The Hallelujah Trail (1965)

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    • The Hallelujah Trail (1965)




      Plot Summary
      A wagon train heads for Denver with a cargo of whisky for the miners.
      Chaos ensues as the Temperance League, the US cavalry,
      the miners and the local Indians all try to take control of the valuable cargo.
      Written by Steve Crook

      Burt Lancaster ... Col. Thaddeus Gearhart
      Lee Remick ... Cora Templeton Massingale
      Jim Hutton ... Capt. Paul Slater
      Pamela Tiffin ... Louise Gearhart
      Donald Pleasence ... 'Oracle' Jones
      Brian Keith ... Frank Wallingham
      Martin Landau ... Chief Walks-Stooped-Over
      John Anderson ... Sgt. Buell
      Tom Stern ... Kevin O'Flaherty
      Robert J. Wilke ... Chief Five Barrels
      Dub Taylor ... Clayton Howell
      Whit Bissell ... Hobbs
      Helen Kleeb ... Henrietta
      Val Avery ... Denver bartender
      Noam Pitlik ... Interpreter
      William 'Billy' Benedict ... Simpson - Miner (as Billy Benedict)
      Hope Summers ... Mrs. Hasselrad (as Hope Sommers)
      Ted Markland ... Bandmaster
      Larry Duran ... Brother-in-law #1
      Jerry Gatlin ... Brother-in-law #2
      Marshall Reed ... Lt. Carter
      Jim Burk ... Elks-Runner (as James Burk)
      John McKee ... Rafe Pike
      Bing Russell ... Horner - Miner
      Buff Brady ... Bilkins - Miner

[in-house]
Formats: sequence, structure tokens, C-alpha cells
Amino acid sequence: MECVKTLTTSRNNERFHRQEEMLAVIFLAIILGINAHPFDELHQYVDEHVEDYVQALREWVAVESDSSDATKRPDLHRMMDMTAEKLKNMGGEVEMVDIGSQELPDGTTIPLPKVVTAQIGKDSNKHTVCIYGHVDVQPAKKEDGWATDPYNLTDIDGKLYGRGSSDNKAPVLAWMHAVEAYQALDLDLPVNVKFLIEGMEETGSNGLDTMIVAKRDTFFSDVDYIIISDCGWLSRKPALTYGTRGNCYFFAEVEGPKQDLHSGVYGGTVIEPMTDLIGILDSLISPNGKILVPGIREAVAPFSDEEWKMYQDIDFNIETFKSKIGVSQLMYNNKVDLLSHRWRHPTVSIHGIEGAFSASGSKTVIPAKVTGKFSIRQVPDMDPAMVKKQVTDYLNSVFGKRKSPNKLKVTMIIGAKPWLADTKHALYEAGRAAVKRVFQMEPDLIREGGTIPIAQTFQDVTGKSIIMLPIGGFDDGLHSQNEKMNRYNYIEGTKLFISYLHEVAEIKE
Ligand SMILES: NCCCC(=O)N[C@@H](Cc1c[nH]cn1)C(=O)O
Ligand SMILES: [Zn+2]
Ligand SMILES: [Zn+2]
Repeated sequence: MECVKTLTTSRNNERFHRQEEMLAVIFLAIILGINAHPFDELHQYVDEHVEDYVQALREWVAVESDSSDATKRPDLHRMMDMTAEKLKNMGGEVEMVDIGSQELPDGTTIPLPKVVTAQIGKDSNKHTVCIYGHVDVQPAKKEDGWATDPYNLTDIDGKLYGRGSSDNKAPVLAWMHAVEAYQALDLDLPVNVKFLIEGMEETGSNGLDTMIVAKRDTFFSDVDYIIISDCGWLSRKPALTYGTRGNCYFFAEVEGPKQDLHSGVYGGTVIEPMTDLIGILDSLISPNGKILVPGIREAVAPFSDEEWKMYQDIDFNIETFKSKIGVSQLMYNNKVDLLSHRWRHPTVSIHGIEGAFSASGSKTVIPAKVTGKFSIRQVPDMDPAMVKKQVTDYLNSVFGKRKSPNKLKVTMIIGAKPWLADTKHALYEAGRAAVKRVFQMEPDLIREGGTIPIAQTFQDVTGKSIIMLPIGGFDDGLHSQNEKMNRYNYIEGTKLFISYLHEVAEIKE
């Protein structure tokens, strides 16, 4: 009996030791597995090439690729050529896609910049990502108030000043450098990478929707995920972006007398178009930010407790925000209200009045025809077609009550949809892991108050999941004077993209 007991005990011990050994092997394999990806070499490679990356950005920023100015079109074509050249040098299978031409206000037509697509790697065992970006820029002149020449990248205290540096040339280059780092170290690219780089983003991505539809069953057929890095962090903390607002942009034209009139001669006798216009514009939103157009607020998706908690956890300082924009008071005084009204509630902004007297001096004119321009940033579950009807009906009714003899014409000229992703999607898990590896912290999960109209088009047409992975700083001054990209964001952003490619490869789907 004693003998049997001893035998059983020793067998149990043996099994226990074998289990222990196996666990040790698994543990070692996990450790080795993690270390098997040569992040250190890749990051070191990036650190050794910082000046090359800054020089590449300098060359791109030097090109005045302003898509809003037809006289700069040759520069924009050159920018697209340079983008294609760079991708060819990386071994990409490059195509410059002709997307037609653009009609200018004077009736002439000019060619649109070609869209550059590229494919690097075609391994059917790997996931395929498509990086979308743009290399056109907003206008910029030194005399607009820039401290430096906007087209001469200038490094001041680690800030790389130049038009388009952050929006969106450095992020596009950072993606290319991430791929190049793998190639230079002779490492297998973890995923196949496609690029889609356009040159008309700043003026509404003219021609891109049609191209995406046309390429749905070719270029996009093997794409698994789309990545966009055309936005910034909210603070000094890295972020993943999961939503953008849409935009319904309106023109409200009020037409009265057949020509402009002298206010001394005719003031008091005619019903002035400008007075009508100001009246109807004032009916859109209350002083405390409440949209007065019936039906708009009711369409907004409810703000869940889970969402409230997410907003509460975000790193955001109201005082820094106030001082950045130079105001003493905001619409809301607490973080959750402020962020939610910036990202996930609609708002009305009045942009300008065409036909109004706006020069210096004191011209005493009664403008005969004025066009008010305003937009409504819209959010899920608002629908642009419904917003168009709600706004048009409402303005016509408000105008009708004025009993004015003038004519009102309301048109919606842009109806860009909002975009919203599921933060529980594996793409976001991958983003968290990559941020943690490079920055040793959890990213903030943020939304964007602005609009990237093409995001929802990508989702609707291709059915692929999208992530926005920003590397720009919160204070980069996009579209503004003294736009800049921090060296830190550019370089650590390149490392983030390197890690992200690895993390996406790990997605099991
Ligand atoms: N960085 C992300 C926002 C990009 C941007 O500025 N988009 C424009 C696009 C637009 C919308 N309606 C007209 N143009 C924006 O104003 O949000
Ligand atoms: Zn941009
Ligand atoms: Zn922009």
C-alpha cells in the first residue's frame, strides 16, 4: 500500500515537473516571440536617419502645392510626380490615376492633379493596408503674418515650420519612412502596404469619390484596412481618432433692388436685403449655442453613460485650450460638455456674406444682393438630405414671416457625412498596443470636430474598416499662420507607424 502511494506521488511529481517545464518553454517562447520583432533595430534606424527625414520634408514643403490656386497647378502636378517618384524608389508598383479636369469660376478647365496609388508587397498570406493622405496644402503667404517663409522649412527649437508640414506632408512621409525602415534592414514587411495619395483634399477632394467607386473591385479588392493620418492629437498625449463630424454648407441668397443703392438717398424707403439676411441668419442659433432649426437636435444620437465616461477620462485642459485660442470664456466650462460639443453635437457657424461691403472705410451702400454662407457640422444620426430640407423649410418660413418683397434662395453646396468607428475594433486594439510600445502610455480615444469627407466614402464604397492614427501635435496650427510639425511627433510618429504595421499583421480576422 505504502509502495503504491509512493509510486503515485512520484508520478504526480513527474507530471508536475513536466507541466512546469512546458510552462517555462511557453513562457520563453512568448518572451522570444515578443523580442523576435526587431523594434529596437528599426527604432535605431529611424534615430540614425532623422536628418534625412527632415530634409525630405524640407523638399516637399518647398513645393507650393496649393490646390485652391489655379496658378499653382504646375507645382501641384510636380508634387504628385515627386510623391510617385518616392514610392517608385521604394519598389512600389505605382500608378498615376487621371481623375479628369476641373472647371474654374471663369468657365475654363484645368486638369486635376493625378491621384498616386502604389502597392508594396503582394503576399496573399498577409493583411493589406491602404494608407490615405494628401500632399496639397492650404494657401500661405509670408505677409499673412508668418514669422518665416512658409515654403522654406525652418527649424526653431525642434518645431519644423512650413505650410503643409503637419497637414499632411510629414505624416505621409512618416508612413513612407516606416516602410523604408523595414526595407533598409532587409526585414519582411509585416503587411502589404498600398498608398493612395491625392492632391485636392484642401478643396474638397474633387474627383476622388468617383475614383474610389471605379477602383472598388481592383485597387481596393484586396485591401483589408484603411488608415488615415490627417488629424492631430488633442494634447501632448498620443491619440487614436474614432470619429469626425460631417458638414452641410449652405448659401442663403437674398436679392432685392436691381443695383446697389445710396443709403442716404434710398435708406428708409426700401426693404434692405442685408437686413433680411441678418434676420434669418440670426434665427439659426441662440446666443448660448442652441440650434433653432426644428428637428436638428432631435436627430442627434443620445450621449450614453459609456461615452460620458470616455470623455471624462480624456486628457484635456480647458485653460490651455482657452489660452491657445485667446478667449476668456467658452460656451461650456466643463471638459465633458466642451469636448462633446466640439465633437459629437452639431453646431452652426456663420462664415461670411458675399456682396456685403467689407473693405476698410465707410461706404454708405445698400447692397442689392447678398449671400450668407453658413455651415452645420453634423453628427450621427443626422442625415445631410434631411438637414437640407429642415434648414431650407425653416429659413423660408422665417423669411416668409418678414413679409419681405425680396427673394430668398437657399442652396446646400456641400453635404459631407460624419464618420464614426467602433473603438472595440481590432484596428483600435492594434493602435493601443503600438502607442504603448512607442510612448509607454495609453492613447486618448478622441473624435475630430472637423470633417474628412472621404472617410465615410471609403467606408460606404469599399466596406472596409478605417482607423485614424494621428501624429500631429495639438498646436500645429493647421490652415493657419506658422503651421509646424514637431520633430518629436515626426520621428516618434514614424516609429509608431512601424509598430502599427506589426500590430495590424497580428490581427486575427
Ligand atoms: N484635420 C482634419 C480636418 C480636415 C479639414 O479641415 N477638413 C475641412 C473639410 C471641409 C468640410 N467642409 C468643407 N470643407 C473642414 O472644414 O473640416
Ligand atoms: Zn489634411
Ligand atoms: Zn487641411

Carl Pitti ... Phillips
      and many more..

      John Sturges

      Writing Credits
      William Gulick ... (novel) (as Bill Gulick)
      John Gay ... (screenplay

      Robert E. Relyea ... associate producer
      John Sturges ... producer

      Elmer Bernstein

      Stuntman Bill Williams was killed performing a stunt with a colleague during this shoot.
      The stunt called for Williams and another stuntman to guide a horse-drawn wagon toward a cliff.
      As the horses separated, both men were supposed to jump clear as the wagon
      continued over the cliff.
      Williams didn't manage to jump clear in time and died during the fall.

      Burt Lancaster was forced by United Artists to make four films
      for $150,000 a picture in the 1960s: The Young Savages (1961),
      Birdman of Alcatraz (1962), The Train (1964) and The Hallelujah Trail (1965)
      rather than his normal fee of $750,000, because of cost overruns at his production company,
      Hecht-Hill-Lancaster, for which he was personally responsible.

      During location shooting in New Mexico the crew was confronted
      with the heaviest rainfalls in that region in 50 years.